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Not worth it in May...fish will be within the top 10-15 feet of water.  Not worth it in August either, in my opinion...you can read the topography and get a good estimate of deep water near steep hillsides that lead into the lake.

Equipment » Does your boat have a name? » 5/03/2018 6:10 am

PaPaddler
Replies: 9

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I'm one to let a boat collect a name over time, unlike a person.  You'll find it has a personality or event that it grows into.

Skills » backwoods safety rules - for kids » 5/02/2018 11:07 am

PaPaddler
Replies: 16

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1. Always wear the PFD around the water
2. Review rule #1 and make sure it is adhered to religiously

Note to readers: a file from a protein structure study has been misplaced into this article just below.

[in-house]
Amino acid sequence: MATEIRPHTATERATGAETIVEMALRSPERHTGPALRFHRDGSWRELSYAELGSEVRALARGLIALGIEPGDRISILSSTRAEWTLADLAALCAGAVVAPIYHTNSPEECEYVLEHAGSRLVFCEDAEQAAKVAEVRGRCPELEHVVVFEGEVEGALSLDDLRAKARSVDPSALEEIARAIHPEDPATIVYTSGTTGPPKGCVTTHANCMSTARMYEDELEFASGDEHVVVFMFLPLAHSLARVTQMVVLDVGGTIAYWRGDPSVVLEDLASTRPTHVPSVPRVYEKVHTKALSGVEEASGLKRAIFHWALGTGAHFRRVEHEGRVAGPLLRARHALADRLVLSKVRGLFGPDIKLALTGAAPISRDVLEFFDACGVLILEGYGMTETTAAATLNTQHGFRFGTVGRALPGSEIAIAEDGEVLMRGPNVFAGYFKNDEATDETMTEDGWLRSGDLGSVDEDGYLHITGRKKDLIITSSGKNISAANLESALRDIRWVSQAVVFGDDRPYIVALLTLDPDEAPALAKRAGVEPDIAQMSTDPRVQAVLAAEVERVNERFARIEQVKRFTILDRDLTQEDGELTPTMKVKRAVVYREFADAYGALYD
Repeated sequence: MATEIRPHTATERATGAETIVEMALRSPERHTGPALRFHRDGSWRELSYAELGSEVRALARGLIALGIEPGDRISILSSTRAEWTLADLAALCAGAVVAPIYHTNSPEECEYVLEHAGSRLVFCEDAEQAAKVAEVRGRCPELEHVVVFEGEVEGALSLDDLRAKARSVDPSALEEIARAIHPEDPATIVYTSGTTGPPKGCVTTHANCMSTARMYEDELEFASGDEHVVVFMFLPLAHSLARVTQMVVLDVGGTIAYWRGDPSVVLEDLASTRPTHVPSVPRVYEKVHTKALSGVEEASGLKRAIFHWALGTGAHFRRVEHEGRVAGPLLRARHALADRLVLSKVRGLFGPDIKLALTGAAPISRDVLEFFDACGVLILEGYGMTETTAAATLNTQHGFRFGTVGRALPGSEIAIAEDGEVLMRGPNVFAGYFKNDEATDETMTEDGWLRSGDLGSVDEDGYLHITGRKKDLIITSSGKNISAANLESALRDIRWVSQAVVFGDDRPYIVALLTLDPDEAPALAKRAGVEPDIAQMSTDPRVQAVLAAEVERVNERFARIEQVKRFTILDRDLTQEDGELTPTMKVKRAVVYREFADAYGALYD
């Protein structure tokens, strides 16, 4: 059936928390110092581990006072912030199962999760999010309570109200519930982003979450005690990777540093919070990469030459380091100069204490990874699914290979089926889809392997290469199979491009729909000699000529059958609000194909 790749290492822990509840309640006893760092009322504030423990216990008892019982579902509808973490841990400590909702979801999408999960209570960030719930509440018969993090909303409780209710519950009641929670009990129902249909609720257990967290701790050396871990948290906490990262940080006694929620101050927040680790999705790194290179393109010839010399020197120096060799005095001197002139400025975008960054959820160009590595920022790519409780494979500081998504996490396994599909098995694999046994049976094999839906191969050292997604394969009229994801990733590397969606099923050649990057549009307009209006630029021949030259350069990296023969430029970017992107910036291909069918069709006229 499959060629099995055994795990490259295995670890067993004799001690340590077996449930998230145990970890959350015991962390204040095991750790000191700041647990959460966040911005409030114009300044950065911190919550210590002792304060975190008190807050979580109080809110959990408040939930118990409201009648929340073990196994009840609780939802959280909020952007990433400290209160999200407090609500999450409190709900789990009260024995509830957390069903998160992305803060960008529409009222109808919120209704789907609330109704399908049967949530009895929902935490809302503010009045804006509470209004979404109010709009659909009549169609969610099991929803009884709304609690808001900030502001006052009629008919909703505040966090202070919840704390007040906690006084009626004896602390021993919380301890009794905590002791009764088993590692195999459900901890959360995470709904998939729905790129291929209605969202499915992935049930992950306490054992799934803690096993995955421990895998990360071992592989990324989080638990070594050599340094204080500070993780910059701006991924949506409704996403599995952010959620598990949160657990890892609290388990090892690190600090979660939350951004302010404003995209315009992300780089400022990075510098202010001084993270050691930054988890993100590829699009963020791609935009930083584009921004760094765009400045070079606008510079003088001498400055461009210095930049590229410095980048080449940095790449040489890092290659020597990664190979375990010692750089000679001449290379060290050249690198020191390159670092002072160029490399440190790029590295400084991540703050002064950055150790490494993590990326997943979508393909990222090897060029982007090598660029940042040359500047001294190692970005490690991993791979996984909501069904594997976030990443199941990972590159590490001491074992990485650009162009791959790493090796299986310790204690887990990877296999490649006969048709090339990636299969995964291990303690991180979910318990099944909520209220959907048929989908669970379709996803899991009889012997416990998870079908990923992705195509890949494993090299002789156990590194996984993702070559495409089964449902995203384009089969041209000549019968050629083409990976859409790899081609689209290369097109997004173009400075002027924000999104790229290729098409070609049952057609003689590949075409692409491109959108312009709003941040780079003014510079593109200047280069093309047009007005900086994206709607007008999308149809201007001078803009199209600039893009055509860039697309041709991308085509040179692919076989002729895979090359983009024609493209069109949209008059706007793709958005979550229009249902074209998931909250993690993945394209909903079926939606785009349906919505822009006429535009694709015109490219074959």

3. Only go near the water with adult supervision
4. Fire safety - never walk between someone seated at the fire and the fire, always walk behind them
5. Never stray far from the campsite alone
6. Always have a whistle clicked onto your belt loop to be able to signal for help
7. Everything else is fair game...have fun and be inventive

Trip Planning » Recommendations for gettin' the big one. » 4/30/2018 1:29 pm

PaPaddler
Replies: 28

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No need to delete, just be aware of the restrictions that are put in place to protect some of the most fragile/small fisheries.  And there's no problem posting that you caught X number or X size fish as long as the specific locations are not revealed.  For instance, posting that you landed five lakers with the largest of 15 pounds in Lavieille would be great news (especially if all were released!) but to narrow that down to "off the northeastern point at the opening to Hardy Bay of Lavieille" would be frowned upon as it reveals a specific location.  Make sense?